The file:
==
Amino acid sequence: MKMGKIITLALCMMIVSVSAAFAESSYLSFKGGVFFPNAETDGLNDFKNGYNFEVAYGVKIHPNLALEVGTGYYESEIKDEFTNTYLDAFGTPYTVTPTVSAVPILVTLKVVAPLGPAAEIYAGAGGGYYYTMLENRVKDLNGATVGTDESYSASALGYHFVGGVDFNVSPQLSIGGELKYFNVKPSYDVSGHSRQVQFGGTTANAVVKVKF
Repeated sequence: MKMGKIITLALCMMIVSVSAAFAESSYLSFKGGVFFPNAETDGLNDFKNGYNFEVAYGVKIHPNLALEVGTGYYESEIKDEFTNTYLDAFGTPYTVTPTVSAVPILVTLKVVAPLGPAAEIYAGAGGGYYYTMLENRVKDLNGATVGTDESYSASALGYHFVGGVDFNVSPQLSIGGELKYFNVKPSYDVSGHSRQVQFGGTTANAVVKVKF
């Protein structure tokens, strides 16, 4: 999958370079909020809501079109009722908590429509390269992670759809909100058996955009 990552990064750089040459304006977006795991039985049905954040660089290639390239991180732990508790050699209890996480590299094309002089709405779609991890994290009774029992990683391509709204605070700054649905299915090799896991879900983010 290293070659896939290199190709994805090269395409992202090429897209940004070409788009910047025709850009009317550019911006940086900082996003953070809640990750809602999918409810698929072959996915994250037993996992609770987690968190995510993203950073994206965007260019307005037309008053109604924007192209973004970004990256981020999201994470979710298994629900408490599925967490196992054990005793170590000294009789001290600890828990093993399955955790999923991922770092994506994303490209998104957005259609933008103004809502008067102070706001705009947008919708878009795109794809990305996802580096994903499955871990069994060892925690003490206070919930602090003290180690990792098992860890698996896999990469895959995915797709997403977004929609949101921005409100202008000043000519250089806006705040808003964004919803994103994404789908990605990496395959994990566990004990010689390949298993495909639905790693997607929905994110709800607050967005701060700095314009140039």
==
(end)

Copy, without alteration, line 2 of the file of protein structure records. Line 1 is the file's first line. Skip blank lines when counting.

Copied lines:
Repeated sequence: MKMGKIITLALCMMIVSVSAAFAESSYLSFKGGVFFPNAETDGLNDFKNGYNFEVAYGVKIHPNLALEVGTGYYESEIKDEFTNTYLDAFGTPYTVTPTVSAVPILVTLKVVAPLGPAAEIYAGAGGGYYYTMLENRVKDLNGATVGTDESYSASALGYHFVGGVDFNVSPQLSIGGELKYFNVKPSYDVSGHSRQVQFGGTTANAVVKVKF